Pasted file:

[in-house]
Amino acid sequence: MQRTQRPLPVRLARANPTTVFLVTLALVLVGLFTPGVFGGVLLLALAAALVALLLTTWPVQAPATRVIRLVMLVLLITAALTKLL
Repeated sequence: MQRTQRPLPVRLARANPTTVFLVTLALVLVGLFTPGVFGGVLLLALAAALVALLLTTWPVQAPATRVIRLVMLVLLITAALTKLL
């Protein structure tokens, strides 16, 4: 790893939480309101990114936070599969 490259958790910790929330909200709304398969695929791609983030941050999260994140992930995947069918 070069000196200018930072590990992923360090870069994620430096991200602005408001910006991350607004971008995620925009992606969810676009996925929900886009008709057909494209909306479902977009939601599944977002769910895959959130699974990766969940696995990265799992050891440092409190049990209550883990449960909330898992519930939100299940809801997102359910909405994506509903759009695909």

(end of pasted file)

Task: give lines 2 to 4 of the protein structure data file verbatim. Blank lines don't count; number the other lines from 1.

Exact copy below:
Amino acid sequence: MQRTQRPLPVRLARANPTTVFLVTLALVLVGLFTPGVFGGVLLLALAAALVALLLTTWPVQAPATRVIRLVMLVLLITAALTKLL
Repeated sequence: MQRTQRPLPVRLARANPTTVFLVTLALVLVGLFTPGVFGGVLLLALAAALVALLLTTWPVQAPATRVIRLVMLVLLITAALTKLL
């Protein structure tokens, strides 16, 4: 790893939480309101990114936070599969 490259958790910790929330909200709304398969695929791609983030941050999260994140992930995947069918 070069000196200018930072590990992923360090870069994620430096991200602005408001910006991350607004971008995620925009992606969810676009996925929900886009008709057909494209909306479902977009939601599944977002769910895959959130699974990766969940696995990265799992050891440092409190049990209550883990449960909330898992519930939100299940809801997102359910909405994506509903759009695909």